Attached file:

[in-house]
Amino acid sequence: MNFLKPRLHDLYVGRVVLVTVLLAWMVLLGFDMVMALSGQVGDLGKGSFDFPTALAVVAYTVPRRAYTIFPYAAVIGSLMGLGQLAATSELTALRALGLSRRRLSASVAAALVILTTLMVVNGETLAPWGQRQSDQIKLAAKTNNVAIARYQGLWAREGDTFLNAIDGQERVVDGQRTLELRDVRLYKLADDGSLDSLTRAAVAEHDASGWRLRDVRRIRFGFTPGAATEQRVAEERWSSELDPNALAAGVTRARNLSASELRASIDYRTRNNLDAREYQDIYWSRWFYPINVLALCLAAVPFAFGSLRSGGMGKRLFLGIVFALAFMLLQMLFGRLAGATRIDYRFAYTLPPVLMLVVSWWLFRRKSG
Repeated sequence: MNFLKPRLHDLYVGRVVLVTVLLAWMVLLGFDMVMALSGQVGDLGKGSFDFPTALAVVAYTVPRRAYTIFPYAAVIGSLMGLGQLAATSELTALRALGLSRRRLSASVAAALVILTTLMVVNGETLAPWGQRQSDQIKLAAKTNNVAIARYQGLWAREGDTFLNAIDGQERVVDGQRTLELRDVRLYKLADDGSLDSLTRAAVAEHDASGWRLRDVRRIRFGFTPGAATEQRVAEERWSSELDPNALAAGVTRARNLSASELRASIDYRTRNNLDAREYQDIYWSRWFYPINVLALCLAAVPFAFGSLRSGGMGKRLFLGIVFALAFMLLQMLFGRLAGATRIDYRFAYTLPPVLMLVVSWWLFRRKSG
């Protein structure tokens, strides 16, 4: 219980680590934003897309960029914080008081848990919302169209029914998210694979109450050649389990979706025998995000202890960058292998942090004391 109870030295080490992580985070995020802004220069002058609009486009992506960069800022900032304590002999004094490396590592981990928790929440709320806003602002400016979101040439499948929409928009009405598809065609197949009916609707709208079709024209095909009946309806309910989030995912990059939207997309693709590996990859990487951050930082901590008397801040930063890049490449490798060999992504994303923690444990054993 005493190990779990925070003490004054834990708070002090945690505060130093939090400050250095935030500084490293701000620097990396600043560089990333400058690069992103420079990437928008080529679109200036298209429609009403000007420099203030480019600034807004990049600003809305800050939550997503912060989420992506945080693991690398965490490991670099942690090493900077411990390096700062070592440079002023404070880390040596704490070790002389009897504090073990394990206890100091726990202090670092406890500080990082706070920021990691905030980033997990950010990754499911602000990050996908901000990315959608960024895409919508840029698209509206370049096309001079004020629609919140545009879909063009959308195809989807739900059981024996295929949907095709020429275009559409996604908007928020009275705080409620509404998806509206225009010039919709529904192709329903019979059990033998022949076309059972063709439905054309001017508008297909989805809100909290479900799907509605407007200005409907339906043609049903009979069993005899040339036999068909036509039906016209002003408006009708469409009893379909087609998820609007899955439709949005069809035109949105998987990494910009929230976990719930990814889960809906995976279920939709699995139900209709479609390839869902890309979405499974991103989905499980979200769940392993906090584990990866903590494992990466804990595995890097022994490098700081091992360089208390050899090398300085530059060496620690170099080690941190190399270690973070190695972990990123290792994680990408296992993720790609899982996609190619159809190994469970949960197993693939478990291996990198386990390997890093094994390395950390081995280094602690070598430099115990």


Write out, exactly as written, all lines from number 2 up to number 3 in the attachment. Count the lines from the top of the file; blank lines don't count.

Amino acid sequence: MNFLKPRLHDLYVGRVVLVTVLLAWMVLLGFDMVMALSGQVGDLGKGSFDFPTALAVVAYTVPRRAYTIFPYAAVIGSLMGLGQLAATSELTALRALGLSRRRLSASVAAALVILTTLMVVNGETLAPWGQRQSDQIKLAAKTNNVAIARYQGLWAREGDTFLNAIDGQERVVDGQRTLELRDVRLYKLADDGSLDSLTRAAVAEHDASGWRLRDVRRIRFGFTPGAATEQRVAEERWSSELDPNALAAGVTRARNLSASELRASIDYRTRNNLDAREYQDIYWSRWFYPINVLALCLAAVPFAFGSLRSGGMGKRLFLGIVFALAFMLLQMLFGRLAGATRIDYRFAYTLPPVLMLVVSWWLFRRKSG
Repeated sequence: MNFLKPRLHDLYVGRVVLVTVLLAWMVLLGFDMVMALSGQVGDLGKGSFDFPTALAVVAYTVPRRAYTIFPYAAVIGSLMGLGQLAATSELTALRALGLSRRRLSASVAAALVILTTLMVVNGETLAPWGQRQSDQIKLAAKTNNVAIARYQGLWAREGDTFLNAIDGQERVVDGQRTLELRDVRLYKLADDGSLDSLTRAAVAEHDASGWRLRDVRRIRFGFTPGAATEQRVAEERWSSELDPNALAAGVTRARNLSASELRASIDYRTRNNLDAREYQDIYWSRWFYPINVLALCLAAVPFAFGSLRSGGMGKRLFLGIVFALAFMLLQMLFGRLAGATRIDYRFAYTLPPVLMLVVSWWLFRRKSG